• Liver
  • Lean red meat (especially beef)
  • Poultry, dark red meat
  • Lamb, pork, shellfish
  • Eggs (especially egg yolks)
  • Tuna, salmon

Plant based iron source

  • Whole grains: wheat, millet, oats, brown rice, lentils
  • Iron fortified cereals
  • Legumes: Black beans, soybeans, dried Bean, peas, kidney beans
  • Seeds: almonds, pumpkin seeds, sesame seeds, sunflower seeds, Groundnuts
  • Dried fruits: prunes, raisins, apricots, apples
  • Green leafy Vegetables: Dodo, broccoli, spinach, green beans, beet greens, kale, collards,cassava leaves (Isombe), lettuce, Asparagus, dandelion greens, broccoli, cabbage, Potatoes, Mushroom, Beets

REFERENCES

  1. Brian Thompson ( 2014), Food-based approaches for combating iron deficiency, Rome, Italy
  2. LISA CLARKE Et al, (2014), iron deficiency anemia- Causes, symptoms and treatment, VOLUME 15, NUMBER 11,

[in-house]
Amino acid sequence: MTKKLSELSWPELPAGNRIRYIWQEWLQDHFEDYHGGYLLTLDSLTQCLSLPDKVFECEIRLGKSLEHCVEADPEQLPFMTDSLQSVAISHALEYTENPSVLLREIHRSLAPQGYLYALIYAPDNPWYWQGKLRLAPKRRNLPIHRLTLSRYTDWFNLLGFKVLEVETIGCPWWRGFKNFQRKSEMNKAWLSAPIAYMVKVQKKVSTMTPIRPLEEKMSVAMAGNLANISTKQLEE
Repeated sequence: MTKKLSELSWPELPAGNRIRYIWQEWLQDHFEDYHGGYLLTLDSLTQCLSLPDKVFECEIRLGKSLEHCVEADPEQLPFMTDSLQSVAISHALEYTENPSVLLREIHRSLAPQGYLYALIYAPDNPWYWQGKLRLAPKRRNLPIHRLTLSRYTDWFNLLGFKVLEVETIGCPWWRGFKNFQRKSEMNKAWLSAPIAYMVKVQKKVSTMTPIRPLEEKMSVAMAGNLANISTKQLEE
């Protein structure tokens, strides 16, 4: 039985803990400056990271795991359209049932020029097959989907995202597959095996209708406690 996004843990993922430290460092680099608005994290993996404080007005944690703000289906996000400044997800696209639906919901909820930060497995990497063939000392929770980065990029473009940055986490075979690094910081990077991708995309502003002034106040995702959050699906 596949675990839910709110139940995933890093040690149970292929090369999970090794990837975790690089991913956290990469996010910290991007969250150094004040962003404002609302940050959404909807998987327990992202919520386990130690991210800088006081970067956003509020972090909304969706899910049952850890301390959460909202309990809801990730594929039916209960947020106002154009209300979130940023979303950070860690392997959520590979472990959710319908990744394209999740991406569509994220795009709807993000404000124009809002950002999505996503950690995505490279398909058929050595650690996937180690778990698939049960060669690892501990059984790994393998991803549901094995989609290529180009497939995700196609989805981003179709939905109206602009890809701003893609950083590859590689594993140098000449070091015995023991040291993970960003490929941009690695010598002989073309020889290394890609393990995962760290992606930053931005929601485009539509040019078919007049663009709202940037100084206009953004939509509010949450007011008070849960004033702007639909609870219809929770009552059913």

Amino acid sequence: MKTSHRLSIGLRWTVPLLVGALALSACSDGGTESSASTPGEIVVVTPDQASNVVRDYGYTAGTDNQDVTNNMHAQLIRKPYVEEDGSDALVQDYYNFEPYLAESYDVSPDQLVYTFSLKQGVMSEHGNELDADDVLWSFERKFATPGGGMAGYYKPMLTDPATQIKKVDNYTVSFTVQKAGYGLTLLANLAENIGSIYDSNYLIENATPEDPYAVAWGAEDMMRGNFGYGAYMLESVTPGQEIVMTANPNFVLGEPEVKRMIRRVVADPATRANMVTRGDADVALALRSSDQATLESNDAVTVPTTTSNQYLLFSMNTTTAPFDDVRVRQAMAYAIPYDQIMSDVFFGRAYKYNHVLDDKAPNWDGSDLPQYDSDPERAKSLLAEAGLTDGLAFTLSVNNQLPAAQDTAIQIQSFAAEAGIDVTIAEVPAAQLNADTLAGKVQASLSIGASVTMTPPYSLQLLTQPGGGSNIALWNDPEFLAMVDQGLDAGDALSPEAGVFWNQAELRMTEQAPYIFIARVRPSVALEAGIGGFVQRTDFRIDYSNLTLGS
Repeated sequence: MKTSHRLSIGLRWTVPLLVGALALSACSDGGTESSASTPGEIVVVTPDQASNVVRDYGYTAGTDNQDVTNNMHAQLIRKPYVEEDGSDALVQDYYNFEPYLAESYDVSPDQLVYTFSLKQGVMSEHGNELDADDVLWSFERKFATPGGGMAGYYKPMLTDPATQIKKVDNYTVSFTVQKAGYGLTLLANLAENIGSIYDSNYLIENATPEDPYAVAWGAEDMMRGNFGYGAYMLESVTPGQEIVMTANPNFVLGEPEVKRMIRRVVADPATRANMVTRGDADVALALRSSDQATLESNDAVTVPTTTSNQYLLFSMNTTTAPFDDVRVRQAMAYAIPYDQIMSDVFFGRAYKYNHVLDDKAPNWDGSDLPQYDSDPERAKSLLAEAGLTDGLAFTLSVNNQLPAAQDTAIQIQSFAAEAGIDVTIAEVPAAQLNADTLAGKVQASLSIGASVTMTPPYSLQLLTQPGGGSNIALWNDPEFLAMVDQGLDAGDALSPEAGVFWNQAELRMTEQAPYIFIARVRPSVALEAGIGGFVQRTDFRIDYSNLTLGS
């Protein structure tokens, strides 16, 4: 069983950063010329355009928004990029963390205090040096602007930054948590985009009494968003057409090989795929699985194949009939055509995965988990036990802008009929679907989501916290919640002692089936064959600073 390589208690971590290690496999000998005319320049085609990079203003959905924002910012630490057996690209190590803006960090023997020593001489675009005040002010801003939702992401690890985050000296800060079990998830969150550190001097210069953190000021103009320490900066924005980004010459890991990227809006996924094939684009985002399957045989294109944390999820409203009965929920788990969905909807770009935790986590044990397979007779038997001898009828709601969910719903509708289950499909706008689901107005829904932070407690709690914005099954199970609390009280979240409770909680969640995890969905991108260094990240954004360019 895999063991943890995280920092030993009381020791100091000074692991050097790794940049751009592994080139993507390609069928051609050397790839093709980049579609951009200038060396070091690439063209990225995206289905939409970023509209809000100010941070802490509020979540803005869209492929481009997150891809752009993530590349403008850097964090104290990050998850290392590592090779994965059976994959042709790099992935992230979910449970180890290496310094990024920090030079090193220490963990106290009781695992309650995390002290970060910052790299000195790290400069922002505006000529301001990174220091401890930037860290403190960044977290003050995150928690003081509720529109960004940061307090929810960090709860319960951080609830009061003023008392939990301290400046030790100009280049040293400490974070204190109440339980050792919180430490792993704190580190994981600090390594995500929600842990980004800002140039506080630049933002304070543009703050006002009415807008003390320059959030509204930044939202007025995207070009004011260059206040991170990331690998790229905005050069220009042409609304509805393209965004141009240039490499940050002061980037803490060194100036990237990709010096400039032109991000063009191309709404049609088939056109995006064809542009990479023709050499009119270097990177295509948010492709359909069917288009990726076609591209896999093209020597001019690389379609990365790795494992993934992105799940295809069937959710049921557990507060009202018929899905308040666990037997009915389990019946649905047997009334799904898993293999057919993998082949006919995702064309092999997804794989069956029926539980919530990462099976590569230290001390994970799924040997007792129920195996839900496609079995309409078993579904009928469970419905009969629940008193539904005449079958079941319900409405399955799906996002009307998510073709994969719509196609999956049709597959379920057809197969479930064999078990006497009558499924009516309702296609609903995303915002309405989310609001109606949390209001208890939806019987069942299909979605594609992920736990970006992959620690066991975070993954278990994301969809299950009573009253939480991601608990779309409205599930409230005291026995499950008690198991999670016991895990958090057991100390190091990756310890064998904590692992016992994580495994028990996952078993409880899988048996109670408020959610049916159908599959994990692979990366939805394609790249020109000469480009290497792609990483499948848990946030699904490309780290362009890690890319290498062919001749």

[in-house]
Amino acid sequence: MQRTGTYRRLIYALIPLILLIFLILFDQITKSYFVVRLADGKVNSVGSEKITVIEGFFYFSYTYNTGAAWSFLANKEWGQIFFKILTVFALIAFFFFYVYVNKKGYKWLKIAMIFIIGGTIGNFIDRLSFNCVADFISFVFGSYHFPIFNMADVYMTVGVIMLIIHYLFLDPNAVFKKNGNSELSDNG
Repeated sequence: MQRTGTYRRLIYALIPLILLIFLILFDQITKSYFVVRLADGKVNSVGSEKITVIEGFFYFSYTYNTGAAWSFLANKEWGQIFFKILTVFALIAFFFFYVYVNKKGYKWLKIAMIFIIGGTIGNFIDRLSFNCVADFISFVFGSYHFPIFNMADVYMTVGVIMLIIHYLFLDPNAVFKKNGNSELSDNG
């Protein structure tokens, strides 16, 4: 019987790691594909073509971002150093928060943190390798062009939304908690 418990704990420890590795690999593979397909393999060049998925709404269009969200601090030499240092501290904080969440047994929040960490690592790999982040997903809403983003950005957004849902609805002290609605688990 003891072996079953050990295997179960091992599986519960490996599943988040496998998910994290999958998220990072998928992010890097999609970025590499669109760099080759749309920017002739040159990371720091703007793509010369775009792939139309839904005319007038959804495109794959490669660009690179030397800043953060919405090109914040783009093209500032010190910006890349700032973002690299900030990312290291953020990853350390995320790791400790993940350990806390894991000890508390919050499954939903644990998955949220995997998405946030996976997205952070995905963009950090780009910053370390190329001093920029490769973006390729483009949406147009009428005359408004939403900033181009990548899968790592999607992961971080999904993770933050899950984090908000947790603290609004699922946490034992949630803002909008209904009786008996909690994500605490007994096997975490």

3. SPRING. 2017. Understanding Anemia: Guidance for Conducting a Landscape Analysis. Second Edition. Arlington,VA: Strengthening Partnerships, Results, and Innovations in Nutrition Globally (SPRING) project
  4. USAID’s Integrated Anemia Prevention and Control Toolkit on the Knowledge for Health website (https://www.k4health.org/toolkits/anemia-prevention)
  5. WHO (2018), Iron Deficiency Anaemia, Assessment, Prevention, and Control- A guide for programme managers,
  6. WHO Regional office for Africa (2017), Nutrition in the WHO regional Africa, Brazzaville